That’s so interesting Infidel. I’ve seen the Iranian mersî and wondered if there was a connection to French. I wouldn’t have guessed the route that you described but it makes perfect sense.
Of all the things the French might have inherited from the Celts, quatre-vingt should have been near the bottom of the list. Thanks for sharing these fun quirks of history.
The Gaulish language is extinct; it died out in the early medieval period. The only Celtic language spoken in France is Breton. (You might be thinking of Gallo, which is spoken by a few people in eastern Brittany. My grandmother’s family spoke it. It’s not Celtic though, but one of the langues d’oïl, related to French.)
There is some debate about how much Gaulish influenced French phonology. Some think that the liaison is a vestige of Gaulish, since other Celtic languages have similar traits.
Hi James, You’re right Gaulish is long gone. I’m glad you pointed that out. I don’t recall now, why I wrote otherwise. Interesting that it might be the origin of using lisaison. Thanks for stopping by.
Extremely interesting. I do love the sound of French more than that of any other language.
When you were discussing the philosophers in the late 1700s, I immediately thought of the rapport between the French and the American colonists, who were searching for ways to establish their new government. I learned recently that Washington and Lafayette became close friends. When Washington completed his military service, Lafayette wanted him to travel around the new lands with him. Washington, however, had a government to establish.
I’m glad you told us that the skippers who stopped to help their stricken competitor had their times adjusted accordingly. Seemed quite humane and genteel—refreshingly so.
You’re right Annie, the French had a huge influence on shaping the ideals of our founding fathers. Lafayette was right in the thick of things. I was glad to see him as a principal character in the popular musical Hamilton. In accordance with what you’ve written, Lin-Manuel Miranda portrayed Layfayette as a much freer spirit than Washington.
From what I’m told, there’s an unspoken code among sailors that if one is in trouble, anyone who can help will unfailingly do so. Even if times aren’t adjusted accordingly, I’d like to believe that the many hours of isolation evoke a high degree of super-rational conduct and people would still divert their course to help a capsized rival.
Thanks for your comment.
I’ve always been interested in improving my French and I hope to make greater strides! Wonderful post. I know Spanish and so that helps, in a way, to get into the mindset to become more familiar with French. It does feel like a solid, yet quirky, language. It’s great to read how French has developed and established itself, led by such great thinkers as Voltaire, Diderot, and Rousseau.
I highly encourage your interest in learning French Henry. I had a mediocre introduction to French in high school then did nothing with the language for 30 years. When I took it up as a hobby, over 10 years ago, it turned into an obsession. You’re right that Spanish will help you. So will your love for graphic novels. It wasn’t until I started reading French again that I discovered this genre.
Graphic Novels are fantastic for language learners. The pictures aid comprehension and since GNs are dialogue rich, you quickly start learning how people speak. Molière and Camus are wonderful but they don’t teach you how people talk.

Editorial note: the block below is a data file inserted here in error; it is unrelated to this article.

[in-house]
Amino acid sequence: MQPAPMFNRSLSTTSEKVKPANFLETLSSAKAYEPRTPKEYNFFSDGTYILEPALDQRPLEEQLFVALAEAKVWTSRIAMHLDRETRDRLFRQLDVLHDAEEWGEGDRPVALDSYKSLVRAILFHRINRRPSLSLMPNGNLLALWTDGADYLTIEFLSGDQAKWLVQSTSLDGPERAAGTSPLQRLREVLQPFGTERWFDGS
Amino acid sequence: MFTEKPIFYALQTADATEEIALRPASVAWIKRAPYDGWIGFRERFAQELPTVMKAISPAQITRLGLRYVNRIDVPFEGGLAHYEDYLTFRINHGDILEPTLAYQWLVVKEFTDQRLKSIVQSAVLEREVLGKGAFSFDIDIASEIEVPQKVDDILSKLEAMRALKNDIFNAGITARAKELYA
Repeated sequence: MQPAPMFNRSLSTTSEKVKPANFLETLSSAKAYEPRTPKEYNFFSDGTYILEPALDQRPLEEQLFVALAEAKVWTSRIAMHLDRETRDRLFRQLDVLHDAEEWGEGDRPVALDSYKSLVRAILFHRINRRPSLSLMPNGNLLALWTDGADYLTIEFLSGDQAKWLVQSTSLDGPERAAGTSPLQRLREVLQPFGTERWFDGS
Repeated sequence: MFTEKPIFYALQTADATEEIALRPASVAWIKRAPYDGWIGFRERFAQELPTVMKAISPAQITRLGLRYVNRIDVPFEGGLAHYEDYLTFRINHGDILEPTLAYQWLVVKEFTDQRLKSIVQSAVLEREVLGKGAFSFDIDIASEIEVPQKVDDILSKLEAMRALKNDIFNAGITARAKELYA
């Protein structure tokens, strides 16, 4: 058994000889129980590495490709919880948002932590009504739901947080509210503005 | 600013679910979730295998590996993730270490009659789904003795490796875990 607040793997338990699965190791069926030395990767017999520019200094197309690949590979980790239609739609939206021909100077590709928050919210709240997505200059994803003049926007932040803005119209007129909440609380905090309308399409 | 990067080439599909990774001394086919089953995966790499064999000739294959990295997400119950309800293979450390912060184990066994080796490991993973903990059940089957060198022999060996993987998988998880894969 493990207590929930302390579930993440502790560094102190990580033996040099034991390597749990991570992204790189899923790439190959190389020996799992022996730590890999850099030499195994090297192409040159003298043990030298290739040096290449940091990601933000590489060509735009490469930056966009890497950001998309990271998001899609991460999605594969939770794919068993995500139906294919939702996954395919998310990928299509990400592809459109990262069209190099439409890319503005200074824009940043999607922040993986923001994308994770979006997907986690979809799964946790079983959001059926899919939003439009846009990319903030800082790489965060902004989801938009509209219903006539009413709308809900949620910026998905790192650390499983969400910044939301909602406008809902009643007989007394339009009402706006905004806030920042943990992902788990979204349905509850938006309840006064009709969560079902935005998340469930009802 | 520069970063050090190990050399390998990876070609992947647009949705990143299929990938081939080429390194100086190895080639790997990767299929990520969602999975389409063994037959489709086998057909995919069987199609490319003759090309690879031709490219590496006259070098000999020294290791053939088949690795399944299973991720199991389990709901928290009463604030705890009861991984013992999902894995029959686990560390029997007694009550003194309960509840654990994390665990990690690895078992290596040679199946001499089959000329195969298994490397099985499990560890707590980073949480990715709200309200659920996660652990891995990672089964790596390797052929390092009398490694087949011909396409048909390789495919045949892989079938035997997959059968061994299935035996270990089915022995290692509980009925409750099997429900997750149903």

Thanks for stopping by. Hope you find time to check out part 2.
Well, I think it just sounds so lovely.
That it does. Thanks for stopping by.
Breton is Celtic roots of old armorica today great britain. And now finally the Breton flag is at the Nantes city hall!!! See interceltique festival Lorient.
I learned a while ago that the Breton flag was the only black and white flag. Others since have tarnished that claim. Thanks for your comment.
Yes with the hermine representing the 9 dioceses of Brittany.best seen in near me in ste Anne d’Auray. Nantes or Loire atlantique is part of historical Brittany and a movement to attach it back. Kenavo
I must say Breton is alive here spoken in bars etc and all signage are in French/Breton like our Capital of the Morbihan only French dept not French Mor =sea bihan =small in French would be petite mer! and Vannes is Gwened!! Always an interesting subject evenn if just concentrate on travel. Cheers
Thanks for your comment. I looked up a couple of Youtube clips where people are speaking Breton to see if I’d recognize anything. Sometimes, I thought I recognized a word here or there but then I wondered if the speakers were actually intermingling French with Breton.
You’ve given some nice examples in your comment. It seems that French and Breton are very different languages but it’s good to have confirmation from someone who lives there.
Oh yes very different. Well is like anything spanglish here they do frebret lol I live in the countryside hear it all the time and very independent people the 14 July we dance Celtic chants and dances….
Good to know. When we’re out of this pandemic, I’ve got a long list of things I need/want to do in France. A Celtic celebration on the 14th sounds like it should be added.
That’s fascinating. I know France had a history of regional languages but I’d assumed they were variations of French rather than separate languages.
Crazy, eh? Thanks for stopping by.
It’s a pleasure.
many tx for the fascinating post. just read Letters from a Peruvian Woman – written in 1747 by a woman author – fascinating take on France & women during that time…
Thanks so much for the recommendation. Sounds like a very unique book. I’ll check it out.